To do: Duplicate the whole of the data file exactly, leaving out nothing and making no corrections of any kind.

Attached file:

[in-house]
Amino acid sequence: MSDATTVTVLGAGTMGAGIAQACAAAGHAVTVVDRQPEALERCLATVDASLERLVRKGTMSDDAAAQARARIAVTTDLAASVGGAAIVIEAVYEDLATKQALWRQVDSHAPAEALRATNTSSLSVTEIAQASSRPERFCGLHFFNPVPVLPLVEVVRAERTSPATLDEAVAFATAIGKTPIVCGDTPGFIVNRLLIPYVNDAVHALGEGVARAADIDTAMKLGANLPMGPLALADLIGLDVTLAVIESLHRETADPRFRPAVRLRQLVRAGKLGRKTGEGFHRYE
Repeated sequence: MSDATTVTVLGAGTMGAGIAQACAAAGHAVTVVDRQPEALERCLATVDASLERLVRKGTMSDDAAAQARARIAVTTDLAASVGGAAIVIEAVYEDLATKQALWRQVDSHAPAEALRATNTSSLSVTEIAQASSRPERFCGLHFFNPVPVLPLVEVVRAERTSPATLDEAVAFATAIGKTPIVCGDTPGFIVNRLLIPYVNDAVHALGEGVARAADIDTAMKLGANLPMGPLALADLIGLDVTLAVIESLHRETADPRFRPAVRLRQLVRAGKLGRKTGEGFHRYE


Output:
[in-house]
Amino acid sequence: MSDATTVTVLGAGTMGAGIAQACAAAGHAVTVVDRQPEALERCLATVDASLERLVRKGTMSDDAAAQARARIAVTTDLAASVGGAAIVIEAVYEDLATKQALWRQVDSHAPAEALRATNTSSLSVTEIAQASSRPERFCGLHFFNPVPVLPLVEVVRAERTSPATLDEAVAFATAIGKTPIVCGDTPGFIVNRLLIPYVNDAVHALGEGVARAADIDTAMKLGANLPMGPLALADLIGLDVTLAVIESLHRETADPRFRPAVRLRQLVRAGKLGRKTGEGFHRYE
Repeated sequence: MSDATTVTVLGAGTMGAGIAQACAAAGHAVTVVDRQPEALERCLATVDASLERLVRKGTMSDDAAAQARARIAVTTDLAASVGGAAIVIEAVYEDLATKQALWRQVDSHAPAEALRATNTSSLSVTEIAQASSRPERFCGLHFFNPVPVLPLVEVVRAERTSPATLDEAVAFATAIGKTPIVCGDTPGFIVNRLLIPYVNDAVHALGEGVARAADIDTAMKLGANLPMGPLALADLIGLDVTLAVIESLHRETADPRFRPAVRLRQLVRAGKLGRKTGEGFHRYE